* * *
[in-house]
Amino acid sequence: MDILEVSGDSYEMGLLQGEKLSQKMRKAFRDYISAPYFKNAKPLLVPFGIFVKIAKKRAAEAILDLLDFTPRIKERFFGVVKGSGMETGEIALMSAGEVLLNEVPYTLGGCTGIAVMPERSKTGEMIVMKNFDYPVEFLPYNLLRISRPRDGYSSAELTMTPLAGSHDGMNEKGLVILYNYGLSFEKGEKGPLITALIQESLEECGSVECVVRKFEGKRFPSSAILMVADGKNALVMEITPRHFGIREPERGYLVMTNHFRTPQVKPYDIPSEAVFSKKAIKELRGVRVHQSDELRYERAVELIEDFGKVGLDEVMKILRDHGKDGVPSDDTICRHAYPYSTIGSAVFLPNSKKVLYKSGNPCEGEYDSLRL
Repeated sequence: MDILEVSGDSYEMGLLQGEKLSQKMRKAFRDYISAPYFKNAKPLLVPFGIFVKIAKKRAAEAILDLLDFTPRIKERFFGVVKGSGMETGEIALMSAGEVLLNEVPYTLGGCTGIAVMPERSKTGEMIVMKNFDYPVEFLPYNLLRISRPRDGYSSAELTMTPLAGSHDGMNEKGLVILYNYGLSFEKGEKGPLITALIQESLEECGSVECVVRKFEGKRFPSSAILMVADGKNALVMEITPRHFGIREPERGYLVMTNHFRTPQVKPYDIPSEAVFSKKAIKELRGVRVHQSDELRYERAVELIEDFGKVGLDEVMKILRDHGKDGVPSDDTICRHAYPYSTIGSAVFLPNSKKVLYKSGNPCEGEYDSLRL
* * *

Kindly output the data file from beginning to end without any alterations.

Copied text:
[in-house]
Amino acid sequence: MDILEVSGDSYEMGLLQGEKLSQKMRKAFRDYISAPYFKNAKPLLVPFGIFVKIAKKRAAEAILDLLDFTPRIKERFFGVVKGSGMETGEIALMSAGEVLLNEVPYTLGGCTGIAVMPERSKTGEMIVMKNFDYPVEFLPYNLLRISRPRDGYSSAELTMTPLAGSHDGMNEKGLVILYNYGLSFEKGEKGPLITALIQESLEECGSVECVVRKFEGKRFPSSAILMVADGKNALVMEITPRHFGIREPERGYLVMTNHFRTPQVKPYDIPSEAVFSKKAIKELRGVRVHQSDELRYERAVELIEDFGKVGLDEVMKILRDHGKDGVPSDDTICRHAYPYSTIGSAVFLPNSKKVLYKSGNPCEGEYDSLRL
Repeated sequence: MDILEVSGDSYEMGLLQGEKLSQKMRKAFRDYISAPYFKNAKPLLVPFGIFVKIAKKRAAEAILDLLDFTPRIKERFFGVVKGSGMETGEIALMSAGEVLLNEVPYTLGGCTGIAVMPERSKTGEMIVMKNFDYPVEFLPYNLLRISRPRDGYSSAELTMTPLAGSHDGMNEKGLVILYNYGLSFEKGEKGPLITALIQESLEECGSVECVVRKFEGKRFPSSAILMVADGKNALVMEITPRHFGIREPERGYLVMTNHFRTPQVKPYDIPSEAVFSKKAIKELRGVRVHQSDELRYERAVELIEDFGKVGLDEVMKILRDHGKDGVPSDDTICRHAYPYSTIGSAVFLPNSKKVLYKSGNPCEGEYDSLRL